Opening Day is five weeks from today. Between now and then, we’re going to preview the 2015 Yankees by looking at what the team needs from individual players and what they can realistically expect.
The first year of Brian McCann’s five-year contract did not go according to plan last season. The just turned 31-year-old backstop did lead the Yankees with 23 home runs and play solid to excellent defense, but he hit just .232/.286/.406 (92 wRC+) overall and had too many no impact games. Everyone kept waiting for McCann’s bat to come around but it never happened.
Year two will be different, we hope. McCann was coming over from a different league last season and had to learn basically everything. New pitchers on his staff, new opposing pitchers, new ballparks, new coaches, the whole nine. He also had to deal with the pressure of receiving the largest free agent catcher contract in baseball history. I can’t imagine that was not in the back of his mind.
“(Coming to the Yankees) was the best decision I’ve made. Just to be able to lace ’em up for this organization is amazing,” said McCann to Ken Davidoff last month. “I didn’t play as well as I should have (in 2014). I didn’t get off to a good start. I had some mechanical flaws in my swing, and it took me four months to get it ironed out. It really did.”
McCann did indeed finish strong, hitting eight of his 23 homers in September, but he still only had a .222 AVG and a .281 OBP that month. That doesn’t necessarily mean he didn’t iron out his swing, of course. Either way, McCann is being paid to be an impact player — on both sides of the ball at that — and the Yankees will need him to be one in 2015 to return to the postseason. Time to break down what the team needs from McCann and what he can actually provide.
Yankees Need: Offensive Impact
This goes without saying. McCann is going to hit in the middle order this coming season because he is the team’s top power threat — if not overall than at least left-handed — and has a history of being an above-average producer at the plate. He was a very consistent hitter from 2008-11 before hurting his shoulder in 2012, though he then rebounded to 2008-11 levels in 2013 following surgery. Then last year happened.
The Yankees don’t need McCann to put up huge numbers like Buster Posey. (Would be cool if he did though.) They just want the Braves version of McCann, the guy who hit .256/.336/.461 (121 wRC+) as recently as 2013, and with some consistency. Day-to-day consistency in baseball is a myth — no .300 hitter gets exactly three hits every ten at-bats for example, or even hits .300 every month — but they want to see McCann not be invisible for weeks at a time again. McCann is healthy and not yet all the way over the hill in catcher years. An offensive rebound is not totally out of the question.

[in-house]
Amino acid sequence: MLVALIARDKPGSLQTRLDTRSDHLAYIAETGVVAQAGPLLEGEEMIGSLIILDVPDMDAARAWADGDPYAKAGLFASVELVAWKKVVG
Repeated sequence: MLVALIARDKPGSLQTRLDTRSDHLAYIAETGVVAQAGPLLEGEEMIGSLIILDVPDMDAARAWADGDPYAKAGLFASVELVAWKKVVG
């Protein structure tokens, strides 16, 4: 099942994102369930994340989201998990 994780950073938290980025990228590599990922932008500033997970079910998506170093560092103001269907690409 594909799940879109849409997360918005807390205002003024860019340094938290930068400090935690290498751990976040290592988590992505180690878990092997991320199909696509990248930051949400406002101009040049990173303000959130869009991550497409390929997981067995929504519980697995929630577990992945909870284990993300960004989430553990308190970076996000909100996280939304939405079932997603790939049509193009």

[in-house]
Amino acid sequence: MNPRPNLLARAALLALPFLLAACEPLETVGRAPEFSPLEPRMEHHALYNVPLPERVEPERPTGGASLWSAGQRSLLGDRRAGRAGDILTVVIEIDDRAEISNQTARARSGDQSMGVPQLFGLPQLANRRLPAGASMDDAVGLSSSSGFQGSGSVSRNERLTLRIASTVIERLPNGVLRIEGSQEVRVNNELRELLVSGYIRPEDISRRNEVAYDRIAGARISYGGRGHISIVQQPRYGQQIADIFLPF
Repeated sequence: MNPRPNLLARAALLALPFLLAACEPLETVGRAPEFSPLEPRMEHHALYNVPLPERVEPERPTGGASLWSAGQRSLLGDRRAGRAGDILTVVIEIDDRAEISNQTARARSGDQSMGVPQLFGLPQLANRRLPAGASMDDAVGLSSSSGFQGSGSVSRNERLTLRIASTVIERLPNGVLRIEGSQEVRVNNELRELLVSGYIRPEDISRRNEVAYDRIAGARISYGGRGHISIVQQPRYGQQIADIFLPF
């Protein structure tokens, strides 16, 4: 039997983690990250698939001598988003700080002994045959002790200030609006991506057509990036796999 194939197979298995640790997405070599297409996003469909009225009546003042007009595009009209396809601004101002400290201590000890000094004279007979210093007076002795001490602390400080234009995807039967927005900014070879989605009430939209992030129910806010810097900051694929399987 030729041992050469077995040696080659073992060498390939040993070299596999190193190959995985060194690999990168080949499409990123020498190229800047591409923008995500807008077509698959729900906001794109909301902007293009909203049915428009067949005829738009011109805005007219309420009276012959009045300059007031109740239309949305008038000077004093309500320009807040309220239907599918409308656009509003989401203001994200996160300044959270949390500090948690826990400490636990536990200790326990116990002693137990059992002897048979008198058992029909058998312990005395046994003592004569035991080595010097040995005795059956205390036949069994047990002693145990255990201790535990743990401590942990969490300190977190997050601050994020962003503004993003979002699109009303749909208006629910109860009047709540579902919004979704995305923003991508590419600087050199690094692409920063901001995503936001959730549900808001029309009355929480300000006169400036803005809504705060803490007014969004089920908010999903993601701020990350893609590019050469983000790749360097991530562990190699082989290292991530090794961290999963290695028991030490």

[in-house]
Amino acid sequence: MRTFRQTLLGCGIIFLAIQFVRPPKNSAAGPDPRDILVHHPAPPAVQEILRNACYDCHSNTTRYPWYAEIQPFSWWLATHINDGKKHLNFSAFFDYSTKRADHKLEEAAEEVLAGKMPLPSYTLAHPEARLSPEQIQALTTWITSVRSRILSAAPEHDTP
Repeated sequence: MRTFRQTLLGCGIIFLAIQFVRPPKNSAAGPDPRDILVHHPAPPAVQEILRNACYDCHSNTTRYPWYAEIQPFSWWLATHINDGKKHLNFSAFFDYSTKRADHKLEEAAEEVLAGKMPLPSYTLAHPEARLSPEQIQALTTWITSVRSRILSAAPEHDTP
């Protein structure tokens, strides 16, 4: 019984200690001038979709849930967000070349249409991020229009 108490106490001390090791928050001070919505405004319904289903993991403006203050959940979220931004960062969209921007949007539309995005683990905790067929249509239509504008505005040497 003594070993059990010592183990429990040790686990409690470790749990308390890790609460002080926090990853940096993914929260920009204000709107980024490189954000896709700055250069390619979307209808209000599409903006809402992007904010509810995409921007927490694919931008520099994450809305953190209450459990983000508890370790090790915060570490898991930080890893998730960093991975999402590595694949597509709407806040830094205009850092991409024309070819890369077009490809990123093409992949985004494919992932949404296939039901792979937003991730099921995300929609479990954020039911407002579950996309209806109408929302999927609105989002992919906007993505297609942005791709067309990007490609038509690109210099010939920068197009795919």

McCann Can Provide: Power
We do know McCann can still hit the ball out of the park. He’s hit at least 20 homers every year since 2008 — only five others can say that — and his pull happy swing is tailored for Yankee Stadium. In fact, 19 of his 23 homers came at home last year. Yeah, road production was a major problem. McCann’s late season homer binge was, if nothing else, encouraging because it did indicate something had clicked. He was hitting the ball with more authority.
The problem is McCann might not be able to provide much offensively aside from power. He’s a left-handed pull hitter and one of the most shifted players in the game. But, as I wrote in our Season Review last year, McCann went the other way more often in 2014 than he had in any season since 2008. He was trying to beat the shift last year and the result was a lot of average-killing weak contact — his 45.1% fly ball rate was the second highest of his career and 11.1% of those fly balls were infield pop-ups, a career high. Lots of lazy fly balls last year.
At this point of his career hitting for a decent average probably is never happening again. Teams aren’t going to stop shifting against McCann just because he bunts or sneaks a few singles through the left side. They’re going to take away his strength and they effectively did that last year because McCann seemed to make such an effort to go the other way. I’d like to see him pull the ball more in 2015. Stick to his strengths and try to rip it through or (preferably) over the shift. A full season of trying to go the other way had disastrous results.